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Snow, then another thaw for the weekend

Dave Hayes maintains a daily blog on Facebook (, where he produces hyper-local reports, answers questions, and keeps more than 25,000 followers informed and educated about the weather.

Good day to you, fellow human beings. It’s not every publication day that the latest edition of The Commons is delivered amidst a plowable snowfall, but it is most assuredly so this Wednesday!

Please note that Winter Storm Warnings are posted for Windham County today (the same goes for Bennington County to the west, and Cheshire County to the east).

After our mid-week snowstorm, we will enjoy fair weather through the weekend with rain possible by early next week.

Rain after all this snow? Yes indeed, as we will enter a January thaw period that should extend at least into next week, and possibly through the end of January before Old Man Winter resets the table.

For Wednesday, however, we’ve got a coastal snowstorm to manage. Tuesday featured some periods of light snow from an old Clipper system that weakened as it approached Vermont from the west.

This storm and its frontal boundary transferred energy to the Virginia coastline and combined with the jet stream and warmer western Atlantic waters to produce a coastal storm that is now developing and tracking northeast towards Cape Cod and the Islands. This is producing moderate to heavy snow at times across the region.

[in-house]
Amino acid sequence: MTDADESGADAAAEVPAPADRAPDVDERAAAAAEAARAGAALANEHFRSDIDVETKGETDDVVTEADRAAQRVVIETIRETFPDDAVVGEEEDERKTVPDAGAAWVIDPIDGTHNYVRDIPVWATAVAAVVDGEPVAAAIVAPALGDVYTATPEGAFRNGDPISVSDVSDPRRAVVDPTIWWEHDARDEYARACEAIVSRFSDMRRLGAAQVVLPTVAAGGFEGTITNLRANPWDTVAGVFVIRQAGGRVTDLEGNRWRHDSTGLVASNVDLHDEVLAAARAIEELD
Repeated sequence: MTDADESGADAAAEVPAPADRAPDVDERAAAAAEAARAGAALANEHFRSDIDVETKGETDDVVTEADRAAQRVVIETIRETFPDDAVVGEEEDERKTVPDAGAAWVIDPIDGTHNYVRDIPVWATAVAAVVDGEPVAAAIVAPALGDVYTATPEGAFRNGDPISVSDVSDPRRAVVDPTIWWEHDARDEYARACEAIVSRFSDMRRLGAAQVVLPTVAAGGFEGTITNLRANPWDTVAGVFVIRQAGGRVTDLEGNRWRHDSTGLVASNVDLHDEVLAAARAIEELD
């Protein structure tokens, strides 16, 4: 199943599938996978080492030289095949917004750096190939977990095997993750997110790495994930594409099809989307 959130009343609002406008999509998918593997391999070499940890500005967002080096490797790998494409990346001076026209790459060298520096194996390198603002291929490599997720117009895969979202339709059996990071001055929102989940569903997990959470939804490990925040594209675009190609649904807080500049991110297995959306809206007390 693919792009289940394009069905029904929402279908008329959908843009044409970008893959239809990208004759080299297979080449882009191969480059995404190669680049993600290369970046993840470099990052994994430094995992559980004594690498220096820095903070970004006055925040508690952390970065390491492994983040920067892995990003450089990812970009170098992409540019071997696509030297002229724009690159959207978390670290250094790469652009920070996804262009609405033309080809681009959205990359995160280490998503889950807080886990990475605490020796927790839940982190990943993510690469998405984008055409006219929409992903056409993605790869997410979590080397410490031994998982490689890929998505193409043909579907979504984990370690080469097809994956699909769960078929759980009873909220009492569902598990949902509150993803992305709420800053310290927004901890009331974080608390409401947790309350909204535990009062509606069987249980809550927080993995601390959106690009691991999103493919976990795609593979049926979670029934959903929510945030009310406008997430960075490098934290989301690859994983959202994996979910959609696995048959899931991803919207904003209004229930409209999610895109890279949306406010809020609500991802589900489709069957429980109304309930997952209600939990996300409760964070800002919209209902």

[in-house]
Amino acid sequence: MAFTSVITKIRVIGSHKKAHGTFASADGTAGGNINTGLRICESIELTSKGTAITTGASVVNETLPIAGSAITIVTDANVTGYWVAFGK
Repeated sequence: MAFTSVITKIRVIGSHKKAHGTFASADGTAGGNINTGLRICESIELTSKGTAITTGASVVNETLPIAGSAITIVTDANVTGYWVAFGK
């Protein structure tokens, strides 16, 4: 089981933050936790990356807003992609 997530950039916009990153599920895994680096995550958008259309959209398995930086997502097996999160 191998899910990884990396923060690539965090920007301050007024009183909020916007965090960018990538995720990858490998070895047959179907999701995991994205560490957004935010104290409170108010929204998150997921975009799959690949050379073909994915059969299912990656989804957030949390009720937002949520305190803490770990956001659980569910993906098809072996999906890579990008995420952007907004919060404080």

Fortunately, there isn’t a lot of wind with this system, and temperatures are reasonable. We can expect 5-10 inches by the time the snow tapers off, which should be by early- to mid-afternoon. Expect highs in the upper 20s and lows in the teens under partly cloudy skies as the storm departs to the east.

For Thursday and Friday, high pressure will build into the region with highs in the mid 20s on Thursday and the upper 20s on Friday. Expect partly sunny skies both days. Lows on Thursday night will be in the teens, and either side of 20 degrees for Friday night.

A shortwave may bring a cloudier period and a few flurries Thursday night, but we should be mainly dry and seasonably cold during these two days.

For the weekend, we will see milder conditions develop. A ridge will form in the eastern U.S., with high pressure at the surface to our south and east. The clockwise flow around the high-pressure system will allow a southwesterly, warming flow to advect into southern Vermont.

Expect highs in the upper 30s on Saturday and the low 40s on Sunday. Lows will be in the upper 20s to low 30s both nights.

These mild temperatures will cause our fresh snowpack to melt substantially by the end of the weekend. Clouds will increase by Sunday night, and a period of rain is expected into Monday with highs again reaching the low 40s. Have a great week!

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Originally published in The Commons issue #442 (Wednesday, January 17, 2018). This story appeared on page C2.

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